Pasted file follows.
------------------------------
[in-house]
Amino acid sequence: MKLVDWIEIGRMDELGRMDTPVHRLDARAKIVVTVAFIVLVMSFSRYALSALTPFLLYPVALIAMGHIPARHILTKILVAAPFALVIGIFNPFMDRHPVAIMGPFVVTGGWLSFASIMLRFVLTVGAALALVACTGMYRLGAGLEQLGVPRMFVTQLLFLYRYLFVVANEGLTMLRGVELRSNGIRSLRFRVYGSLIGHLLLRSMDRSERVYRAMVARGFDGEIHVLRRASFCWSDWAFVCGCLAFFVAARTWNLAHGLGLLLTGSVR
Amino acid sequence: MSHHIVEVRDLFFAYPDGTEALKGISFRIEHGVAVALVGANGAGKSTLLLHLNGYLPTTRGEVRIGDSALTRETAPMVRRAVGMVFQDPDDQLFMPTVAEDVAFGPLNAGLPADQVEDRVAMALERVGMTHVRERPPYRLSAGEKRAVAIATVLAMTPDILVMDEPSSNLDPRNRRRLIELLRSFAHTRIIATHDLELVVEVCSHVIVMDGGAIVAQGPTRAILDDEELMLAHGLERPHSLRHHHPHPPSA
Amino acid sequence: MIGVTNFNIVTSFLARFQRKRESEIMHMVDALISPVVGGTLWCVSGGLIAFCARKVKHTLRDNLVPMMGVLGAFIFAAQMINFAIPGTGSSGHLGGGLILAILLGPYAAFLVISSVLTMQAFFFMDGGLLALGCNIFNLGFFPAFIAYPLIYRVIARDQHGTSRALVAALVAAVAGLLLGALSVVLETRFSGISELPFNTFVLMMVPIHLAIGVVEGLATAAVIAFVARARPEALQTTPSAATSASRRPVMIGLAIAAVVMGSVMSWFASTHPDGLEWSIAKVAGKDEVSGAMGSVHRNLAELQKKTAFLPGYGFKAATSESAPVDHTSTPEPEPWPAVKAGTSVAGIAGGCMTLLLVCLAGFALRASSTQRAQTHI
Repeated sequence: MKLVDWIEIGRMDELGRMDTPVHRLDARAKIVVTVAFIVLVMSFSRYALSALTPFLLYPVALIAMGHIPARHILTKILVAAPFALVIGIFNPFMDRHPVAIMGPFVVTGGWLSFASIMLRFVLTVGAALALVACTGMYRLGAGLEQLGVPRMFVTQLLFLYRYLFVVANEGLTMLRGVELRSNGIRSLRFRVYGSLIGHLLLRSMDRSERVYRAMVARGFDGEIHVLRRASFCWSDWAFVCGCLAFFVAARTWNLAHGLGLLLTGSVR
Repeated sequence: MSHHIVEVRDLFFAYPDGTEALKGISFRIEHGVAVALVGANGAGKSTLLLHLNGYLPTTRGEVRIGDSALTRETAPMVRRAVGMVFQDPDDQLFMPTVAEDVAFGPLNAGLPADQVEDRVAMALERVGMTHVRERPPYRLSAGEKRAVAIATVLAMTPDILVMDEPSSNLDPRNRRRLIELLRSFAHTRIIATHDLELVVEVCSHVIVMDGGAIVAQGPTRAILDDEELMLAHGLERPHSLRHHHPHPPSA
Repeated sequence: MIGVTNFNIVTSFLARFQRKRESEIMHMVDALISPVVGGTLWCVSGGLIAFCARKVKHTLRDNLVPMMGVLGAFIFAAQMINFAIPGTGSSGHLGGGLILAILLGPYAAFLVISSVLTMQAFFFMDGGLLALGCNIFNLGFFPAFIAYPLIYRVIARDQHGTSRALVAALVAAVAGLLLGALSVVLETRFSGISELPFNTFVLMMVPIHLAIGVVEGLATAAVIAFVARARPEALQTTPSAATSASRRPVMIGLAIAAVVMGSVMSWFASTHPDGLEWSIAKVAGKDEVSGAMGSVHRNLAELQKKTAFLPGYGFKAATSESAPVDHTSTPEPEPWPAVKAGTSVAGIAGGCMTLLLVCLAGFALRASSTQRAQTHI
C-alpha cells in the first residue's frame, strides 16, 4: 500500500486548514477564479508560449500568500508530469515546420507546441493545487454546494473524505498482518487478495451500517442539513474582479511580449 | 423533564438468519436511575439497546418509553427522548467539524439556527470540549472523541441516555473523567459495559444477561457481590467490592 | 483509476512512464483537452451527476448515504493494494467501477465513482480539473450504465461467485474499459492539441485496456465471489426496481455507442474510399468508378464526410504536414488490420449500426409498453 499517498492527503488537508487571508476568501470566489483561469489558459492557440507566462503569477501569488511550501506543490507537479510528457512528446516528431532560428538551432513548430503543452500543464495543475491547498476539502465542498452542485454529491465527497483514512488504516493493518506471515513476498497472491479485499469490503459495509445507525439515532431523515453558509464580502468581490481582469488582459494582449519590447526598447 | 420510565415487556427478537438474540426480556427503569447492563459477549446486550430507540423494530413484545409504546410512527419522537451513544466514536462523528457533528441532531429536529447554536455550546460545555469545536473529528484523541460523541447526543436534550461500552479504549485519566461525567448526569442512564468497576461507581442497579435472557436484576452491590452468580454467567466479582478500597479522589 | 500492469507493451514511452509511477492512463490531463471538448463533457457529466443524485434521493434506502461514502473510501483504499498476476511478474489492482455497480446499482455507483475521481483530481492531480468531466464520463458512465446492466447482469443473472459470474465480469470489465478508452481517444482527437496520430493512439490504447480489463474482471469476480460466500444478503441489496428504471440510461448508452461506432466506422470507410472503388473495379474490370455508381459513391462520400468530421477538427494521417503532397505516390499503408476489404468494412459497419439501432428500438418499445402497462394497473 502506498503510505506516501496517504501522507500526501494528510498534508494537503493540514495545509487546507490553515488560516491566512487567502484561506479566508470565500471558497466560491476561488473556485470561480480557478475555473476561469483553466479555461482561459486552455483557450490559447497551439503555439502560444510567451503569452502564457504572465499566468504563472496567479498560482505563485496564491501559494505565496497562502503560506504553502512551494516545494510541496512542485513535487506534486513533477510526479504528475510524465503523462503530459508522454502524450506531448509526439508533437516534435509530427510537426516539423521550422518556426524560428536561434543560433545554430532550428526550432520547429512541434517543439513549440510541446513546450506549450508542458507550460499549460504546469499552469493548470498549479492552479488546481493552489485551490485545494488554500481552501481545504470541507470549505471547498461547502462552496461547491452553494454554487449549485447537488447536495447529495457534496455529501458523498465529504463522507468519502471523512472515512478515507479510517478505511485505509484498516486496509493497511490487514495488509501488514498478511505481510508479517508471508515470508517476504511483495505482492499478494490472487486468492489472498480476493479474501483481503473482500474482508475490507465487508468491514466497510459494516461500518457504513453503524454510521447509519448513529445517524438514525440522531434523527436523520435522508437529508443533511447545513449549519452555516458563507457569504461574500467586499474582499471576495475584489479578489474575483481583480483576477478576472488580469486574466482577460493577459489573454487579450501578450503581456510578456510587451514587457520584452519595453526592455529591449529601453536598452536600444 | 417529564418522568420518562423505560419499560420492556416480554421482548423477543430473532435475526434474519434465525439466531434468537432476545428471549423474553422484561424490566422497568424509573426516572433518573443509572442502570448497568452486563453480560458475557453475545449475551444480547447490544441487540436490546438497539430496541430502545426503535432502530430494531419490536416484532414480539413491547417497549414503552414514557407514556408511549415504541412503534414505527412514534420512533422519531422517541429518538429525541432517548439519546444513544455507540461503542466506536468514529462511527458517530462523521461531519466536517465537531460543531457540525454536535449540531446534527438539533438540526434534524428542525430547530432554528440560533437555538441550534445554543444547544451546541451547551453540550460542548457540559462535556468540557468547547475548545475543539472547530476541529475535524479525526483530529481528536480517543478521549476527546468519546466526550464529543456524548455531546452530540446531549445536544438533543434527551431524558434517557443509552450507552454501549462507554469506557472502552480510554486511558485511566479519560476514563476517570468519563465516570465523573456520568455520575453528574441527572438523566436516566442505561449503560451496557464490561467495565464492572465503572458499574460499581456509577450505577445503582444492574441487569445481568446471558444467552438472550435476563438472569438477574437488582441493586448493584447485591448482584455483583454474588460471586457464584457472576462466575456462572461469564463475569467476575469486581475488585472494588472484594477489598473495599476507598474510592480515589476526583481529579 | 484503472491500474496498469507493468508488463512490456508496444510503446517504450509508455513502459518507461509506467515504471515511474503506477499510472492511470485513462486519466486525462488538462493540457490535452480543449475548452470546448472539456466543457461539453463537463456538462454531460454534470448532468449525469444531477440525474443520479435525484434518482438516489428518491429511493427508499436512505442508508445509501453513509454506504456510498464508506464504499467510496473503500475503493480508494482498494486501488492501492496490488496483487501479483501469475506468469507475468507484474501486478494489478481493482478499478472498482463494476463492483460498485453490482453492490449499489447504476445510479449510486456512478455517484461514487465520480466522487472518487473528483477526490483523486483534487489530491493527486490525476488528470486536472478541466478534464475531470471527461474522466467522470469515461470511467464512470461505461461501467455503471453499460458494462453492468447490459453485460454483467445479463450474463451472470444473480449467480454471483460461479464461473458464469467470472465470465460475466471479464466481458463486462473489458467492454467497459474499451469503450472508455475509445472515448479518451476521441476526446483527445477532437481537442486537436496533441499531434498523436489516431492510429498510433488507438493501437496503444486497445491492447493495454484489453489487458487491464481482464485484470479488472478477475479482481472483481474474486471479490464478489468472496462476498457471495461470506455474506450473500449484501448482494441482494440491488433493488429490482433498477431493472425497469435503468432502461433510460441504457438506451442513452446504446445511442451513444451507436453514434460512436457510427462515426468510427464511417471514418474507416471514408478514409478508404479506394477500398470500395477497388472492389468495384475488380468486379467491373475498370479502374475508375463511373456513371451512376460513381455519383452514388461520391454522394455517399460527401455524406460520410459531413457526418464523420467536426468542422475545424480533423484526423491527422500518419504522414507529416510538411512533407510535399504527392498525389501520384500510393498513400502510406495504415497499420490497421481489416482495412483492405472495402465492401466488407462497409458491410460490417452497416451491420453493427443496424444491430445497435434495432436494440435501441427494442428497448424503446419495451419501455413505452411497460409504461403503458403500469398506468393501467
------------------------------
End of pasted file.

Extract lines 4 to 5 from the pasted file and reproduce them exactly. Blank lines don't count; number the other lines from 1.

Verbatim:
Amino acid sequence: MIGVTNFNIVTSFLARFQRKRESEIMHMVDALISPVVGGTLWCVSGGLIAFCARKVKHTLRDNLVPMMGVLGAFIFAAQMINFAIPGTGSSGHLGGGLILAILLGPYAAFLVISSVLTMQAFFFMDGGLLALGCNIFNLGFFPAFIAYPLIYRVIARDQHGTSRALVAALVAAVAGLLLGALSVVLETRFSGISELPFNTFVLMMVPIHLAIGVVEGLATAAVIAFVARARPEALQTTPSAATSASRRPVMIGLAIAAVVMGSVMSWFASTHPDGLEWSIAKVAGKDEVSGAMGSVHRNLAELQKKTAFLPGYGFKAATSESAPVDHTSTPEPEPWPAVKAGTSVAGIAGGCMTLLLVCLAGFALRASSTQRAQTHI
Repeated sequence: MKLVDWIEIGRMDELGRMDTPVHRLDARAKIVVTVAFIVLVMSFSRYALSALTPFLLYPVALIAMGHIPARHILTKILVAAPFALVIGIFNPFMDRHPVAIMGPFVVTGGWLSFASIMLRFVLTVGAALALVACTGMYRLGAGLEQLGVPRMFVTQLLFLYRYLFVVANEGLTMLRGVELRSNGIRSLRFRVYGSLIGHLLLRSMDRSERVYRAMVARGFDGEIHVLRRASFCWSDWAFVCGCLAFFVAARTWNLAHGLGLLLTGSVR